Date Published: 24-Jan-2013
FORMER Galway hurler Ned Quinn may be due to celebrate his 90th birthday in May, but his humour and mind is as sharp as ever. Yes, the good days bleed into the bad – and vice versa – but the essence of the Ardrahan man burns brighter than ever.
In the foyer of Kilcolgan Nursing Home, Ned, accompanied by his daughter Irene, sits patiently waiting. He says he is only 5ft10” but he has the aura of man of far greater stature. He later explains that he did a bit of boxing in his youth and, looking at him, it does answer a few questions.
On this day, Ned’s health is betwixt and between but, even so, his humour is truly captivating and, before the interview concludes, he chuckles: “What kind of a cash prize did they give you to talk to me? Ah, I am only joking.”
The answer furnished was quite simple, if not a little on the manipulative side. “They told me you would tell me the truth about Christy Ring?” Ned relaxes with a wry smile.
Do you remember it Ned? “I think I do.”
Where you involved? “Maybe a little.” He pauses. “We won’t go back on it.”
Folklore has it that, after Galway’s defeat to Cork in the 1953 All-Ireland final, there was a couple of dust-ups between the respective players back at the Gresham Hotel. The first happened in the aftermath of the game that evening before Ring was left on the seat of his pants in another ‘frank’ exchange the following morning. That was the point Ned was understood to have entered the ‘debate’.
In many respects, it all stemmed from Galway’s disappointment and frustration. Earlier in the day, they were defeated 3-3 to 0-8 by the Leesiders and it still irks the former half-back that they put more scores on the board but lost the game.
“We had no luck on the day,” says the 89-year-old, who alludes to a high profile incident in which Galway defender and captain Mickey Burke was taken out of the game . . . allegedly, by Ring. “He (Ring) got away with murder on the field,” says Ned. “I mean, sure he could knock down anyone he wanted and get away with it.”
Ned believes that, because Ring was such a legend, he was given more leeway by referees and officials. “He was a crowd favourite . . . even with the great Tipp team that time, he could do what he liked with them. And he did do what he liked with them. He would give you a sup of the hurl any way he could – just as he was passing you out. Ah, he could handle himself.”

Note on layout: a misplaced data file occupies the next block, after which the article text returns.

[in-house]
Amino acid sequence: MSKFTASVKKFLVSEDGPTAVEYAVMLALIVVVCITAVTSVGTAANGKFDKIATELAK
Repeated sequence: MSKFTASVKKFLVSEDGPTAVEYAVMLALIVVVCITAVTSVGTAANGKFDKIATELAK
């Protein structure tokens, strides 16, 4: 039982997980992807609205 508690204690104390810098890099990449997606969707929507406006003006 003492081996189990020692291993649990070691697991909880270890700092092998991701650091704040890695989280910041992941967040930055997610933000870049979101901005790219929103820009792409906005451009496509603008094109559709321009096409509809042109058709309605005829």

You get a sense that Ned has come to appreciate that and when it later comes to citing his greatest hurlers of all time, Ring tops the list. No wonder then the Galway game-plan going into that All-Ireland in ’53 was to keep the ball away from him but that was easier said than done.
At any rate, Ned says Galway’s luck was just not in that afternoon. “Every team needs a bit of luck on the day. The first goal was a kind of mystery goal. It went out beside his (goalkeeper Sean Duggan’s) ear and straight into the goal. Then the other two should have been cleared in time.
“I was playing in the half-back line when Burke was knocked down. Ring laid him out. Burke had to go off, he was badly hurt. Teeth or stitches. I was sent out on Ring then and I wasn’t going to stand for the same treatment, no, no. I was ready for him. Of course, we had a few words.”
Ned, who was on the Galway minor squad of 1941 but did not make his senior debut for Galway against Laois until 1949, played against Cork just once after that and he says it was “a cynical game”. He notes, though, that the 1953 final was certainly a missed opportunity to take the Liam McCarthy Cup back West.
That said, the father-of-two – Ena is his other daughter – did enjoy his days in the maroon and white, just as he did in the colours of his native Ardrahan, with whom he appeared in three county finals, winning just the one against favourites Loughrea in 1949.
That 1-9 to 2-2 county final win, played in front of a record hurling final crowd, was Ardrahan’s first senior championship victory in over 40 years and it was built on a rock-solid defence, marshalled by centre-half back Ned. Other prominent figures were Miko McInerney, Colm Corless, Paddy Hoarty, Simon Moylan, Bill Joe Coen, Sean Bermingham and Lowry Murray.
For more, read this week’s Galway City Tribune.